The BA (Hons) Fashion and Textiles student was named one of the top 10 sustainable thinkers among UK graduates by WGSN, a leading fashion forecasting and trend service.
As part of her final year project, the 22-year-old created an outfit fit for the future with a scarf woven and knitted from recycled jersey material, a t-shirt made out of organic cotton jersey and trousers made out of organic jersey fleece.
And as she would like to continue to focus on sustainability and recycling, the first class student has decided to stay on at Wolverhampton to complete a Masters’ degree.
Gemma, from Kidderminster, originally chose Wolverhampton because it was local, friendly, and one of the few universities that offered fashion and textiles as a combined course.
She says: “The chance to explore both disciplines helped me develop my skills and find where my strengths lay. However even after specialising in my second year and deciding to focus my work on a fashion route, I still had support with any textile-based work I wanted to do, and was able to combine both disciplines in a balanced way for my final collection.”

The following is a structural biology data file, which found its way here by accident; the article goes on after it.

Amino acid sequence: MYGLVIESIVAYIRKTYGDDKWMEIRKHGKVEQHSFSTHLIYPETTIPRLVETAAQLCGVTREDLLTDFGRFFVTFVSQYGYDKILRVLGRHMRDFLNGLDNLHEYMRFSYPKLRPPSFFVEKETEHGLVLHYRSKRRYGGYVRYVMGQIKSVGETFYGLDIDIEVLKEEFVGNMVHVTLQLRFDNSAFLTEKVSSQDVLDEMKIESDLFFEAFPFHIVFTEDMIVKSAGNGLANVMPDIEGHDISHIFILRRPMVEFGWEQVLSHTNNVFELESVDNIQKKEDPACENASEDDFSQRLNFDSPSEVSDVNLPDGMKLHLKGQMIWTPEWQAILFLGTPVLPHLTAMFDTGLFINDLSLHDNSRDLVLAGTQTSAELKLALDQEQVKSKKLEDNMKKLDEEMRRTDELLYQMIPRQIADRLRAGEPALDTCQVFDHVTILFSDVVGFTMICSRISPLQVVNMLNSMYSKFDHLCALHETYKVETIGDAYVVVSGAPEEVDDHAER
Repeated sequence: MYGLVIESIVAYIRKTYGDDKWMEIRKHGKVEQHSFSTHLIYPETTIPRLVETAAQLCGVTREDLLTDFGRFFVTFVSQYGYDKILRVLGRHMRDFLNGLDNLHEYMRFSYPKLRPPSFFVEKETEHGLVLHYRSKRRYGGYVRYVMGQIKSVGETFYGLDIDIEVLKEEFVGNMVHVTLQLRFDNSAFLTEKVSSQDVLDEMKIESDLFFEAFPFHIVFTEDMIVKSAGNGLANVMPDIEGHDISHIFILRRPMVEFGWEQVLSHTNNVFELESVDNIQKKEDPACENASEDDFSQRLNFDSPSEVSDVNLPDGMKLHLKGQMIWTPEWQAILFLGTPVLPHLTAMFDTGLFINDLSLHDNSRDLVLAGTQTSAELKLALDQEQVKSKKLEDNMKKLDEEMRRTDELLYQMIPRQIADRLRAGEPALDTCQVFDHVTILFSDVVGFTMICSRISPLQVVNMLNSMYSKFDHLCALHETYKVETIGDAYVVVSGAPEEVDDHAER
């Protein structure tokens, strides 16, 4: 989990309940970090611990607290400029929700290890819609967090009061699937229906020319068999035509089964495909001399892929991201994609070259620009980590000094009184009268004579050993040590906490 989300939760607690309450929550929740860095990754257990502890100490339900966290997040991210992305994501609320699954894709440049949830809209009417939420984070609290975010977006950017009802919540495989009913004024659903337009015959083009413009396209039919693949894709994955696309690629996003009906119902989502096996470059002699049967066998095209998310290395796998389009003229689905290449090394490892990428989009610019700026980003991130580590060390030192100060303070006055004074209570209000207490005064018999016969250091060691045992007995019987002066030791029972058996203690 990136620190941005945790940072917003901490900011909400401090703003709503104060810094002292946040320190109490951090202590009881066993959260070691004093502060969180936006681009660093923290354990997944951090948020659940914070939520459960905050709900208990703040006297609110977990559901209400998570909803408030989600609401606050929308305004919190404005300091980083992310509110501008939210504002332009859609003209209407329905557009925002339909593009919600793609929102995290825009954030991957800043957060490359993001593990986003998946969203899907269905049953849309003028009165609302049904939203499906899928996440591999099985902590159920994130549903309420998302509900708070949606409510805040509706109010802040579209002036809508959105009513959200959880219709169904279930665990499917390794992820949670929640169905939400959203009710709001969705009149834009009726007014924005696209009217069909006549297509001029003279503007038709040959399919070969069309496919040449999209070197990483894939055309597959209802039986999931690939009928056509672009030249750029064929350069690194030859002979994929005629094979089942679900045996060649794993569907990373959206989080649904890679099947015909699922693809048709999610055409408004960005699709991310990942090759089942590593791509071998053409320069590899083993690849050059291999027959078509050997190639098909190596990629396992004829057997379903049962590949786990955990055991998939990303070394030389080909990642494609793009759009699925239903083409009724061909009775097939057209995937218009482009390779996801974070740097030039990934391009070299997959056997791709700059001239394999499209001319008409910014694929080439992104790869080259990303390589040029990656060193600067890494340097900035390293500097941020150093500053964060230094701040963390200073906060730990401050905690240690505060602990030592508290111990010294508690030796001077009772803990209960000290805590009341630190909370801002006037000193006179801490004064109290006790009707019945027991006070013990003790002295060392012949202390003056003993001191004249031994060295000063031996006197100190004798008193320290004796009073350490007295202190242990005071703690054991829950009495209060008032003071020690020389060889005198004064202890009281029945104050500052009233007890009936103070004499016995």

Gemma faced challenges along the way, but received the right support to enable her to flourish: “Like all new university students I faced a few challenges with balancing studies, work, new friends etc. However during my first year I was diagnosed with Scoliosis, which is a curvature of this spine, which caused major discomfort at times and made travelling to university sometimes difficult. However with the help of my tutors and friends on the course I managed to keep on top of any university work I may have missed and made sure I never fell behind.”
During the second year of her course, the students looked at the environmental issues relating to the fashion industry and visited a textile recycling centre in Bilston. The visit had a major impact on Gemma and the direction of her creative work.
“Visiting the recycling centre, and seeing the sheer volume of clothes going to waste, really inspired me to look carefully at how we can produce new clothes from old garments,” she says.
Through her course, Gemma also had the opportunity to exhibit her work at New Designers in London, which showcases new talent entering the creative industries.
The Faculty of Arts student also took part in sewing workshops, teaching adults and children how to sew, pattern cut and recycle old clothing, and her future ambitions are to help and educate others though workshops and adult education.